This went on for several minutes, our water dance, the diving and re-emerging, both of us circling each other, watching, considering, keeping a safe distance but drawing ever closer. When we were quite close to each other, he dove under again. As I treaded water looking for him, I suddenly realized something: I was a long way from shore, and I was alone, and in the murky saltwater, clouded up as it was by sand and seaweed, I wouldn’t be able to see the seal coming, wouldn’t know where he’d emerge next, and if he decided to attack me, or bite me, or pull me under the water, I wouldn’t be able to escape.
And there it was, that fear again, pulsing through my veins like a jolt of ice water. I turned toward the shore and I swam as fast as I could, legs pumping, swim fins slicing though the bay. And several moments later I turned back and I saw my seal again, further away now, but still watching me. He cast one last curious glance my way – it seemed to me a sort of sad farewell – and then turned to swim off in the opposite direction. And in that moment, I believed he had not meant to hurt me, just like I had never meant to hurt him.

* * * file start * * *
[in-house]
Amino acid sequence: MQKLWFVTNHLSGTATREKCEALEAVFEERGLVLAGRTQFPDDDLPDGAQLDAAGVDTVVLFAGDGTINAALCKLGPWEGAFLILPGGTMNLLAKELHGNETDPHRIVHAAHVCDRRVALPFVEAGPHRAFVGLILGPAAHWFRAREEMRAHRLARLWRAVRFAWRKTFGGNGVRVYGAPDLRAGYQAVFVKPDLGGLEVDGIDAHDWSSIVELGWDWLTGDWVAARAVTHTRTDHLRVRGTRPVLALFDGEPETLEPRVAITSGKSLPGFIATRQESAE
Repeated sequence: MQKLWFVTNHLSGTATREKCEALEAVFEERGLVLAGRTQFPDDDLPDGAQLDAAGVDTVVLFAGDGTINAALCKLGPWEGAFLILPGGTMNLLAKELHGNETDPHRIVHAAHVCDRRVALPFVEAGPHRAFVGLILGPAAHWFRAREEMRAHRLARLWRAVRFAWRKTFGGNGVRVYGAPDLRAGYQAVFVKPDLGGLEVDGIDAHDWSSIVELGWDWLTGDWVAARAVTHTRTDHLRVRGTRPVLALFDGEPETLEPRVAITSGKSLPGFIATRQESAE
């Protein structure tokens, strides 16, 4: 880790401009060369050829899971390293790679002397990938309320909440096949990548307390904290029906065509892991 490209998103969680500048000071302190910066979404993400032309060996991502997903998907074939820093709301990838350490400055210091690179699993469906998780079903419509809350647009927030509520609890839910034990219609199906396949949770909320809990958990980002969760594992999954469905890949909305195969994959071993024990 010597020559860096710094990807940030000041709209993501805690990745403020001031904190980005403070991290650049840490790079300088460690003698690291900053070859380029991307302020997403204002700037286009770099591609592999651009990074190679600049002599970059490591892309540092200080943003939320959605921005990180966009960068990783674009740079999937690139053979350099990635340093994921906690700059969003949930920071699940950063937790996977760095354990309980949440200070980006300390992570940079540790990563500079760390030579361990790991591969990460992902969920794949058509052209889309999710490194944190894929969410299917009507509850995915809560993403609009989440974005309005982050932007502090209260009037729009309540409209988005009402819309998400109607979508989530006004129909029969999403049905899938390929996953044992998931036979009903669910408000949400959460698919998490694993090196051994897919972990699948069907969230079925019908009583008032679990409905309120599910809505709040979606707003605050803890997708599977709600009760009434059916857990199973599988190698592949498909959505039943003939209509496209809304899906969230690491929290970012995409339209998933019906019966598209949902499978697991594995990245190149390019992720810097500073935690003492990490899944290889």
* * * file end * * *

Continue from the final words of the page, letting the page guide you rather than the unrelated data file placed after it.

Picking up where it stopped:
I’m a realist. I know I’ll never be fully free from the fears that plague my worried mind. On some days, I feel pretty good, like I could do just about anything. And on other days, like the Wednesday when I drove over that bridge, it was all I could do just to get through it. I used to think that soldiering on and suffering in silence was brave. It’s not. It only makes my fear worse. What is brave is being vulnerable enough to talk about the places that scare me, to run the risk that by telling you that sometimes, when I’m driving my car on the freeway I feel like I’m moving so fast I won’t be able to stop and I’ll fly through the windshield and hurtle into space, you’ll think I’m irrational. Maybe you will. But then again, maybe you won’t. Maybe you’ll read this and think, “Oh my God, I thought I was the only one,” and you’ll realize – as I’m realizing – that none of us are truly alone in this strange and beautiful experiment we call life.